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Customer Retention – A Simplified Approach

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May 13, 2015

Retention is definitely the buzz word for businesses today. Customer retention has business leaders’ attention and leaves many wondering how other businesses are approaching this seemingly complex business function. A web search of customer retention results in thousands of sites all with the real solutions for customer retention. Researchers, analysts, and consultants have developed a multiple selection of theories, programs, and practices for customer retention. Businesses today readily share their experience in improving customer retention. Most solutions point to business culture, staff training, and sales methodology along with tracking and responding to customer demographics. In simple terms, customer retention is all about the customer and the customer’s experience.

There is a lot of information out there saying much the same thing—a focus on customer retention is imperative. This is absolutely correct! Profits and growth are reliant on both customer and employee retention within an organization. The question is how can today’s small businesses compete with the sophistication of big corporate America? These powerful companies have the capability of hiring teams of retention or relationship experts, installing sophisticated CRM programs, and providing employee training and coaching programs—while at the same time offering lower prices. Its time for small businesses to allow big businesses to keep those customers who are only shopping for the lowest price. There are plenty of customers looking for service above price! The focus for small business should be value.

The reality is a small business, whether retail or service, can have the advantage over big business, if they can understand one logical concept: small businesses have the upper hand in capturing their market share through true customer retention and positive customer experience initiatives.

This is so simple it is easily overlooked. The personal touch of a small business positively affects customer retention. This is why so many larger businesses have chosen franchising, direct marketing or network marketing to sell their product or service. What they are really doing is giving the consumer a personal experience.

Consumers and businesses place value on added service. Who doesn’t appreciate an owner, sales rep, customer service rep, or agent showing sincere interest? So even if a product or service is slightly more expensive, purchasers are willing to invest in value added to the product or service. We expect more when we pay more. The key to success is a positive customer experience—the simplified approach to retention.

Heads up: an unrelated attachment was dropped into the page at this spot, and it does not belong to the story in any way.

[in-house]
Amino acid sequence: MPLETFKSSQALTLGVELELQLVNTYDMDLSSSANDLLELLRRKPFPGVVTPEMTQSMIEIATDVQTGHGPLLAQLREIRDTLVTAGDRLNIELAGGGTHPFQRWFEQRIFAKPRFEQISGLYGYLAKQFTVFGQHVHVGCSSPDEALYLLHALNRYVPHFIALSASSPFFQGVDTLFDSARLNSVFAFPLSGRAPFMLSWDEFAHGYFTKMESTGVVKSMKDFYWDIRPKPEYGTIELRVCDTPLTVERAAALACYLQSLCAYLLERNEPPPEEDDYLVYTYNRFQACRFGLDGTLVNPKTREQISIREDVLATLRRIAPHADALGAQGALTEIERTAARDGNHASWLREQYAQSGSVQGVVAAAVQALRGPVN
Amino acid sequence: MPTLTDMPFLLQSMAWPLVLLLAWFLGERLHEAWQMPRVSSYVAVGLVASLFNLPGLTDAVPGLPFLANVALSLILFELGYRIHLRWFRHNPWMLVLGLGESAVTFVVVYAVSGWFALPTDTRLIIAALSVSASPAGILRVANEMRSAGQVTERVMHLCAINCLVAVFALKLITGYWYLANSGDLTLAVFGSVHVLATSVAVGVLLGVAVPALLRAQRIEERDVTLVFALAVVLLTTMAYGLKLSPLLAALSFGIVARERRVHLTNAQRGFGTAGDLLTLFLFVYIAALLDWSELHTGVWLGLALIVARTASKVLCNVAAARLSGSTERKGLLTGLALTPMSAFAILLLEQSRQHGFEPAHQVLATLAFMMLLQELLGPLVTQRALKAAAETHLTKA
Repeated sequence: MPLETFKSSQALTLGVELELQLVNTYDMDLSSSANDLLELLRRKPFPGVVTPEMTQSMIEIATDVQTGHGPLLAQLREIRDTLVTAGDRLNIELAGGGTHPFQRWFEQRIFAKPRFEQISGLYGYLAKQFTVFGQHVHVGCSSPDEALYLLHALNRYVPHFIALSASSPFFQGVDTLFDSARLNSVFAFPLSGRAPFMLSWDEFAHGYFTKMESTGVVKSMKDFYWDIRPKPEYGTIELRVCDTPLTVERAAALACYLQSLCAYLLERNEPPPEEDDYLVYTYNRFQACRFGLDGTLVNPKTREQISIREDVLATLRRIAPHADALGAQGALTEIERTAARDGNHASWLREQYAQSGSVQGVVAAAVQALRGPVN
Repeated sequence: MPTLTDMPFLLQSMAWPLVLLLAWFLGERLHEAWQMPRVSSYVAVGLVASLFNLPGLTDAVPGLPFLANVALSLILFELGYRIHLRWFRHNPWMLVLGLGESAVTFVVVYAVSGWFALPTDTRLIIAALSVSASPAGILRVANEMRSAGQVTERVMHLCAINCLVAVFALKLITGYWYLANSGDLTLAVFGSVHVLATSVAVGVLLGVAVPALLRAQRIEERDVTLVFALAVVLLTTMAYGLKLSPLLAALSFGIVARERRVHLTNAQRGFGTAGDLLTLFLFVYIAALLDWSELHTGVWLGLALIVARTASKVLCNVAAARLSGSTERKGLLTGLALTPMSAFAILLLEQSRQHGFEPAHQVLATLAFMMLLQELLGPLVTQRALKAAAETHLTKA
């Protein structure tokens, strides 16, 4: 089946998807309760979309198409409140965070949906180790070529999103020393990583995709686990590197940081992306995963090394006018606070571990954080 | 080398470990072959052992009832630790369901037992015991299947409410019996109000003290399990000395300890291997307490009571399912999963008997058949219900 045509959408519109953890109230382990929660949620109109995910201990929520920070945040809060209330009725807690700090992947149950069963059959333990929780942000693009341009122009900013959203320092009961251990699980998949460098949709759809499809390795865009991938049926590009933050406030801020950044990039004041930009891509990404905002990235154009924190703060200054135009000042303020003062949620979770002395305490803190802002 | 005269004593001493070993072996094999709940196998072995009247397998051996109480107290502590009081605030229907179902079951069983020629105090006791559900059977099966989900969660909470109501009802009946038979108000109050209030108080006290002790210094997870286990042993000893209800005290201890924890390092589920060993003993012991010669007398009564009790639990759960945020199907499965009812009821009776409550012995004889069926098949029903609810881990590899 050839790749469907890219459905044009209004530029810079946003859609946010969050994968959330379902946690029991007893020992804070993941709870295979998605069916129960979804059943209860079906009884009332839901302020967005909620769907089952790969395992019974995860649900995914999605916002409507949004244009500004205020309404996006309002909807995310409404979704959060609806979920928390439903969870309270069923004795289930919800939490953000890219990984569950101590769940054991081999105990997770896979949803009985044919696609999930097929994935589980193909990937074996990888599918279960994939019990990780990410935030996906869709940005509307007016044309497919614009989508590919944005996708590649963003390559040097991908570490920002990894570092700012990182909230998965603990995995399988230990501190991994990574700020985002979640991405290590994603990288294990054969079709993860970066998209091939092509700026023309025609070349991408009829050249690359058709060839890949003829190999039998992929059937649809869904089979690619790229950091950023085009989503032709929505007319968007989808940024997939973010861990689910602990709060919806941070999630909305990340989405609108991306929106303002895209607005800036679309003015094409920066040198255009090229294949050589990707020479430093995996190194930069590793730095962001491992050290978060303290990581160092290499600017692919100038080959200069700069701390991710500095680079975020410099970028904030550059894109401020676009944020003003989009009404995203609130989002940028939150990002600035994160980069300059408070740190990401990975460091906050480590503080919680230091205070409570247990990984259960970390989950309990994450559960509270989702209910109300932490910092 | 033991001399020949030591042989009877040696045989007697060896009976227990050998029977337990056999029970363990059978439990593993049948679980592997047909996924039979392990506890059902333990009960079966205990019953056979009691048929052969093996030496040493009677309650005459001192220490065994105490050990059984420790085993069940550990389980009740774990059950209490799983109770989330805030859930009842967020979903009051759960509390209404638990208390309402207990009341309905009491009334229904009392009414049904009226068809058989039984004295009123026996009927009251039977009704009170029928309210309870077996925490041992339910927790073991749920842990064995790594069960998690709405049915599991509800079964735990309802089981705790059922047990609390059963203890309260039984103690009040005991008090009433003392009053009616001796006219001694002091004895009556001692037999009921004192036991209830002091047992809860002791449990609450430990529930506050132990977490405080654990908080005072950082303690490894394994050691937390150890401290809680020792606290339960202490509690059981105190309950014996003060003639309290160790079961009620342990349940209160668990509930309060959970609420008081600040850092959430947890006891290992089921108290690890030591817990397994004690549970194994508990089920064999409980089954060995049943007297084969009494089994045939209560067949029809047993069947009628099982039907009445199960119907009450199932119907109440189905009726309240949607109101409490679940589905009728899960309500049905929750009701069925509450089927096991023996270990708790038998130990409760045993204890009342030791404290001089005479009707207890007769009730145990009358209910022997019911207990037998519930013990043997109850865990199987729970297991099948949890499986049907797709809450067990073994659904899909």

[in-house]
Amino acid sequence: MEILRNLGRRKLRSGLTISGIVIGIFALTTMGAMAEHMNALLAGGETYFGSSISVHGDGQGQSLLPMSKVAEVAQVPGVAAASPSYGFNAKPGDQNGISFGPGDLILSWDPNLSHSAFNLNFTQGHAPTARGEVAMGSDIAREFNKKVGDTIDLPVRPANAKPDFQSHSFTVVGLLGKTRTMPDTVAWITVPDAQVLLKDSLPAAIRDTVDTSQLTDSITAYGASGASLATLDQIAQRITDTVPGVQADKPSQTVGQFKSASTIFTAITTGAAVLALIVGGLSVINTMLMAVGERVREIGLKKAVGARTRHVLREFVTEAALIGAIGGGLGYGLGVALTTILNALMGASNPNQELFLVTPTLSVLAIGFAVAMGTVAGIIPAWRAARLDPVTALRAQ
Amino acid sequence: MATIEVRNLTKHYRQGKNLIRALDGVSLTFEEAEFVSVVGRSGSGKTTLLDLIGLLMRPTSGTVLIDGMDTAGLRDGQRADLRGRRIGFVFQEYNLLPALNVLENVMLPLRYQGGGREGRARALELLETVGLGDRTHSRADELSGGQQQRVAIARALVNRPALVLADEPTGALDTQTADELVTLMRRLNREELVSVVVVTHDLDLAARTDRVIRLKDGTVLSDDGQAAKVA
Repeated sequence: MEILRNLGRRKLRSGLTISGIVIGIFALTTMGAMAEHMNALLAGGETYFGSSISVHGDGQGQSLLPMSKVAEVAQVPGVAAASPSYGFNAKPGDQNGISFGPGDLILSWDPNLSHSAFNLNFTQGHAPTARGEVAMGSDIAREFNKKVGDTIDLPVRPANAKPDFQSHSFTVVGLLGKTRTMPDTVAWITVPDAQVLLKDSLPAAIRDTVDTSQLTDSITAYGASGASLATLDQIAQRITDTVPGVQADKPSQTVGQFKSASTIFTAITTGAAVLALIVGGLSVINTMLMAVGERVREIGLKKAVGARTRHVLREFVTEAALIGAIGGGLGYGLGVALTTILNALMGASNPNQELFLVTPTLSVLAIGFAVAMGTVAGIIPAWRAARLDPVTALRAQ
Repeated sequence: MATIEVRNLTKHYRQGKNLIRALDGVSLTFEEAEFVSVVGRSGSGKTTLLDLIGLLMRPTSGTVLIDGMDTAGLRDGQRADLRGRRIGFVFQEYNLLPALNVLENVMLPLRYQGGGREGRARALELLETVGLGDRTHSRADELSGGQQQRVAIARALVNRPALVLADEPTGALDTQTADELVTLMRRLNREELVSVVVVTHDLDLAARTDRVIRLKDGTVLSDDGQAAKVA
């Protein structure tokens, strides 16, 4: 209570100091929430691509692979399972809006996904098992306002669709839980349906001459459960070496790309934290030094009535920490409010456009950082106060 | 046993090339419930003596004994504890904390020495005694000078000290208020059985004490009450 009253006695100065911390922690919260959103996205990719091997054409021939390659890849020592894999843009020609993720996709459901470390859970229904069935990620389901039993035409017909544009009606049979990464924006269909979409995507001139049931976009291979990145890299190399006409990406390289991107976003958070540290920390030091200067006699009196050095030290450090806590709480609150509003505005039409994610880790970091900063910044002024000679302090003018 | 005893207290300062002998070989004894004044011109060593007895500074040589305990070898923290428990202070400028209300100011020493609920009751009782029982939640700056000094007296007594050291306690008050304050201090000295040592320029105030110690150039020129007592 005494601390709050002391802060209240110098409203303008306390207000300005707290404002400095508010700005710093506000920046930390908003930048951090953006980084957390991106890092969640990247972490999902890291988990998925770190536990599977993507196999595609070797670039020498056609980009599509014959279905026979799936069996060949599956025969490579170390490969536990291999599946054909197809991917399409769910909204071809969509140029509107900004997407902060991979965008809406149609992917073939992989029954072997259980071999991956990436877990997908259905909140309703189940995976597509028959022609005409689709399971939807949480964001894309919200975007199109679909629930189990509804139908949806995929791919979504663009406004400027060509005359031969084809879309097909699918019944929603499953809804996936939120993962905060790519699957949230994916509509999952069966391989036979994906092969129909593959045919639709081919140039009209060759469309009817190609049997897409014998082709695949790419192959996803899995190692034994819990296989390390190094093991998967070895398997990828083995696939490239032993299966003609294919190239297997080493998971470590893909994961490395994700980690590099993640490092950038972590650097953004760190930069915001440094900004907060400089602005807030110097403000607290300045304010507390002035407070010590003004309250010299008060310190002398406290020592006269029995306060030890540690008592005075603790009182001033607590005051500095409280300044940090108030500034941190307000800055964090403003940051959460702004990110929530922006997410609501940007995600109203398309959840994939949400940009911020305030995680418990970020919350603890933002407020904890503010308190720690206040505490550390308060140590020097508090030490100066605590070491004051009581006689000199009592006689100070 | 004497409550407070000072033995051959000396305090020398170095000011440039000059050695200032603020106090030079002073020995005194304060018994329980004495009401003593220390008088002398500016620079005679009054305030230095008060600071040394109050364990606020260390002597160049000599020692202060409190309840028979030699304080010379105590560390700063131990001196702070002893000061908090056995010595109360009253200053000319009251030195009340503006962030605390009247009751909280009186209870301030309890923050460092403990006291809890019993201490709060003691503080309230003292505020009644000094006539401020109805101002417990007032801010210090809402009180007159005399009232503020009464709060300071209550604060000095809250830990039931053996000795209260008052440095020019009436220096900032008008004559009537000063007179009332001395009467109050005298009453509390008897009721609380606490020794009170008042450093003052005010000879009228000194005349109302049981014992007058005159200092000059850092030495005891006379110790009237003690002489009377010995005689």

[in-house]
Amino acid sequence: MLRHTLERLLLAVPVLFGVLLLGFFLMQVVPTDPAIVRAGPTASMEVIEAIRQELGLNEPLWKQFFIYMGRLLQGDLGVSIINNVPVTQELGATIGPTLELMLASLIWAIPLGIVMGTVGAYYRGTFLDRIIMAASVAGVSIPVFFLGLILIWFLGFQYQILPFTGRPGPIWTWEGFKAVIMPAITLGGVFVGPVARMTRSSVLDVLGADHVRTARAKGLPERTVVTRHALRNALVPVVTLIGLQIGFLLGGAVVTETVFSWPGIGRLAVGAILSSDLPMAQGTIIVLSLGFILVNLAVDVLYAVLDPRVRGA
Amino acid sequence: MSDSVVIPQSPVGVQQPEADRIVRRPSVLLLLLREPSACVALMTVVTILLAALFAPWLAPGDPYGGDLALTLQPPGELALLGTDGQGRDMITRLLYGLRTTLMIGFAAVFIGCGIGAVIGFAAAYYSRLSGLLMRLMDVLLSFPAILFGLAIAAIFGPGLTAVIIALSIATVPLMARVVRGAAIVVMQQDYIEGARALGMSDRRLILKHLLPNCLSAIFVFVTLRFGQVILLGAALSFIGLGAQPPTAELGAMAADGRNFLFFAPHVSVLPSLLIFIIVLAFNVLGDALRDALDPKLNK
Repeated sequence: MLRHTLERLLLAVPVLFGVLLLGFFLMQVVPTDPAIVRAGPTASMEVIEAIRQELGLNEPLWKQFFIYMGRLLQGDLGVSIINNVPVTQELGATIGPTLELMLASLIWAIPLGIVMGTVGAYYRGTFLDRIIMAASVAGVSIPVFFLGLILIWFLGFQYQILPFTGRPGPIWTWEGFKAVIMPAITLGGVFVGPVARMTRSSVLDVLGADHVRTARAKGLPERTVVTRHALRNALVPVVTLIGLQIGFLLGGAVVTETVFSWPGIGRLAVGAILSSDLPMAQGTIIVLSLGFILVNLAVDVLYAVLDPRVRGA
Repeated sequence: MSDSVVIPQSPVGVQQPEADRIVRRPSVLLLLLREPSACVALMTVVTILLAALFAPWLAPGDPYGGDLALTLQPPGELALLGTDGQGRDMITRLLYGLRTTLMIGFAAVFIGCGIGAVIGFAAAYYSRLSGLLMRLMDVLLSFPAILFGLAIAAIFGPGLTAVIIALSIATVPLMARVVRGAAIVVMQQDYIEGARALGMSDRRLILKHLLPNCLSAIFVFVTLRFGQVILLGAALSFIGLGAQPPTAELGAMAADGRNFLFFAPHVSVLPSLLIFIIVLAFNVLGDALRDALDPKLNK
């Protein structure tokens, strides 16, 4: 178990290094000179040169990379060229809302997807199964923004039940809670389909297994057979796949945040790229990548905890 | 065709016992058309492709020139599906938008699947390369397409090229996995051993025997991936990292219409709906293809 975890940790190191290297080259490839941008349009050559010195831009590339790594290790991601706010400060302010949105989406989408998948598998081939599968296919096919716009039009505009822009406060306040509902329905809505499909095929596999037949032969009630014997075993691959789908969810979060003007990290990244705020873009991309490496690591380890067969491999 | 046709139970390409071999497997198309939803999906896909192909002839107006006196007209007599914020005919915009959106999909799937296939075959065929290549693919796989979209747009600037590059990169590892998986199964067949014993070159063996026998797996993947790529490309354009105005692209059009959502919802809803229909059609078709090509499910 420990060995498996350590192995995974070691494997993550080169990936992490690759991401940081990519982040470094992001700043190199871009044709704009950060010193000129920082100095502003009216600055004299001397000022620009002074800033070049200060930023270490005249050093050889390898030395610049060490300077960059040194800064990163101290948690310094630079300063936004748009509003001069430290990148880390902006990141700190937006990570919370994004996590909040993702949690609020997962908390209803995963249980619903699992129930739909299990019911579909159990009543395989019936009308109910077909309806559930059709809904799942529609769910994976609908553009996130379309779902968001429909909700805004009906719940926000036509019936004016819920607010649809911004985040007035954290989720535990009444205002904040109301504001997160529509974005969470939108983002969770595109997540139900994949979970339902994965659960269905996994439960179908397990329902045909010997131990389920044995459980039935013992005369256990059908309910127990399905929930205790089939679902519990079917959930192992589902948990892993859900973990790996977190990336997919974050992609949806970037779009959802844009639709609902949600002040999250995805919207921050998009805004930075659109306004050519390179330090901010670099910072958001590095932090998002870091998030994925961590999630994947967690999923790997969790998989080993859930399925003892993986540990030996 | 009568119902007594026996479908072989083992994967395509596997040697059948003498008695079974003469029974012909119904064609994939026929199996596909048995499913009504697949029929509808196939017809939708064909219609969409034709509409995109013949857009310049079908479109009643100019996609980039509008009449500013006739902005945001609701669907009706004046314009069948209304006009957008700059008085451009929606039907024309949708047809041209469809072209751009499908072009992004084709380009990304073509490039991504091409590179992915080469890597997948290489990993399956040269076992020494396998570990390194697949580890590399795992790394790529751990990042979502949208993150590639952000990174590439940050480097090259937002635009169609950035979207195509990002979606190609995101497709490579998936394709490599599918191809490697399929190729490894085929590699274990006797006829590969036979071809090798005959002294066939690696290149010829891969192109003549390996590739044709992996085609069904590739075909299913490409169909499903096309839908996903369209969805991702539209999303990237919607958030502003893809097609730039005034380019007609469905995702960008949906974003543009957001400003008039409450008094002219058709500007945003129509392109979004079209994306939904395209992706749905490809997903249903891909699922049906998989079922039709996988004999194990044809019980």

How can a positive customer experience be viewed as a simple approach? This happens when owners and agents do what they do best, pass along passion and vision of their business through service to their customers. So how can a business ensure a positive customer experience? Follow this 7-step personal touch process:

  • Offer only proven and high-quality services or products.
  • Demonstrate customer appreciation.
  • Provide responsive and pro-active customer service.
  • Give instruction on how to get the most use from your products or services.
  • Share customer testimonials with other customers and potential customers.
  • Educate the customer about the industry or market and about the value of the business.
  • Invite customers opinion and feedback on products and services.

Small businesses can deliver a positive customer experience by utilizing all sources of communication—staff, letters, phone calls (inbound and outbound), web sites, emails, and event attendance. Customer experience begins during the sales process. Marketing and selling the product and service must sell the expectation of a positive experience. This is where businesses undersell the value they offer: why should a consumer or business buy from them and not from someone else? After the sale it is critical to meet and exceed the expected experience. Service must never deviate from the marketing concepts. Customers should feel like they got their moneys worth.